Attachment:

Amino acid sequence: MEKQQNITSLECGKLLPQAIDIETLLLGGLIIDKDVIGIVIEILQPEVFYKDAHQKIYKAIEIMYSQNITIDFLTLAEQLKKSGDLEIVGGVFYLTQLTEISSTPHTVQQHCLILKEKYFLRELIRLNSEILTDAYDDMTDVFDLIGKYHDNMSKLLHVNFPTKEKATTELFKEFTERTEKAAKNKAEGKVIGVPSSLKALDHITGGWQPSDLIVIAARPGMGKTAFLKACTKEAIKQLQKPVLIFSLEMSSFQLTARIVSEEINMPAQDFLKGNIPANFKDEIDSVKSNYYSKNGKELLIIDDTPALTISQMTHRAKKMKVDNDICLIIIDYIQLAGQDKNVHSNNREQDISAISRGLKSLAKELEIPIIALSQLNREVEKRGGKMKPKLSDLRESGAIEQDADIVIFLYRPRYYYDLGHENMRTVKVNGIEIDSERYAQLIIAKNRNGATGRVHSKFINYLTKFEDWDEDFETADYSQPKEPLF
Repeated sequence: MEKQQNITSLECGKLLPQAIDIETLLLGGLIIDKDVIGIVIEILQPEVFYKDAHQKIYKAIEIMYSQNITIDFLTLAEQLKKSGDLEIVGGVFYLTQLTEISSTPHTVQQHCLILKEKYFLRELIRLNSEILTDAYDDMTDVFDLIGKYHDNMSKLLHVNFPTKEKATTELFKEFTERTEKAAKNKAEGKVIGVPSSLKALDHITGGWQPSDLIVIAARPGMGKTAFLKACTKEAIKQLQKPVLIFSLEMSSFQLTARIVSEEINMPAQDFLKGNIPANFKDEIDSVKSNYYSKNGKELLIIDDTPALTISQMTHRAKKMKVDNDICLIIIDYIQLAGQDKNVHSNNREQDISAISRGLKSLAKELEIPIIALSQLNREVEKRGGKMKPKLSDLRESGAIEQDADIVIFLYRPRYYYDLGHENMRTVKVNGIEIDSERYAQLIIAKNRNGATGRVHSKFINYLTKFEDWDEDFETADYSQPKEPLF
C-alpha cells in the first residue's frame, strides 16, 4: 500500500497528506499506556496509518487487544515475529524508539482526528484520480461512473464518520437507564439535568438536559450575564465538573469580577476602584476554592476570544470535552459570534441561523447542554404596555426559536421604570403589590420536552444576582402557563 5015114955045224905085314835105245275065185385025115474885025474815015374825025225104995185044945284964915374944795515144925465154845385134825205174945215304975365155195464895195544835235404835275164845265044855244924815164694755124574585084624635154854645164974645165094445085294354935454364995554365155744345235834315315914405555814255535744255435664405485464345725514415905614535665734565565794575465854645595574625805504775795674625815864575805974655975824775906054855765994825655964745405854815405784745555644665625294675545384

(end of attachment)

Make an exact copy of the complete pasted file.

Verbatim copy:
Amino acid sequence: MEKQQNITSLECGKLLPQAIDIETLLLGGLIIDKDVIGIVIEILQPEVFYKDAHQKIYKAIEIMYSQNITIDFLTLAEQLKKSGDLEIVGGVFYLTQLTEISSTPHTVQQHCLILKEKYFLRELIRLNSEILTDAYDDMTDVFDLIGKYHDNMSKLLHVNFPTKEKATTELFKEFTERTEKAAKNKAEGKVIGVPSSLKALDHITGGWQPSDLIVIAARPGMGKTAFLKACTKEAIKQLQKPVLIFSLEMSSFQLTARIVSEEINMPAQDFLKGNIPANFKDEIDSVKSNYYSKNGKELLIIDDTPALTISQMTHRAKKMKVDNDICLIIIDYIQLAGQDKNVHSNNREQDISAISRGLKSLAKELEIPIIALSQLNREVEKRGGKMKPKLSDLRESGAIEQDADIVIFLYRPRYYYDLGHENMRTVKVNGIEIDSERYAQLIIAKNRNGATGRVHSKFINYLTKFEDWDEDFETADYSQPKEPLF
Repeated sequence: MEKQQNITSLECGKLLPQAIDIETLLLGGLIIDKDVIGIVIEILQPEVFYKDAHQKIYKAIEIMYSQNITIDFLTLAEQLKKSGDLEIVGGVFYLTQLTEISSTPHTVQQHCLILKEKYFLRELIRLNSEILTDAYDDMTDVFDLIGKYHDNMSKLLHVNFPTKEKATTELFKEFTERTEKAAKNKAEGKVIGVPSSLKALDHITGGWQPSDLIVIAARPGMGKTAFLKACTKEAIKQLQKPVLIFSLEMSSFQLTARIVSEEINMPAQDFLKGNIPANFKDEIDSVKSNYYSKNGKELLIIDDTPALTISQMTHRAKKMKVDNDICLIIIDYIQLAGQDKNVHSNNREQDISAISRGLKSLAKELEIPIIALSQLNREVEKRGGKMKPKLSDLRESGAIEQDADIVIFLYRPRYYYDLGHENMRTVKVNGIEIDSERYAQLIIAKNRNGATGRVHSKFINYLTKFEDWDEDFETADYSQPKEPLF
C-alpha cells in the first residue's frame, strides 16, 4: 500500500497528506499506556496509518487487544515475529524508539482526528484520480461512473464518520437507564439535568438536559450575564465538573469580577476602584476554592476570544470535552459570534441561523447542554404596555426559536421604570403589590420536552444576582402557563 5015114955045224905085314835105245275065185385025115474885025474815015374825025225104995185044945284964915374944795515144925465154845385134825205174945215304975365155195464895195544835235404835275164845265044855244924815164694755124574585084624635154854645164974645165094445085294354935454364995554365155744345235834315315914405555814255535744255435664405485464345725514415905614535665734565565794575465854645595574625805504775795674625815864575805974655975824775906054855765994825655964745405854815405784745555644665625294675545384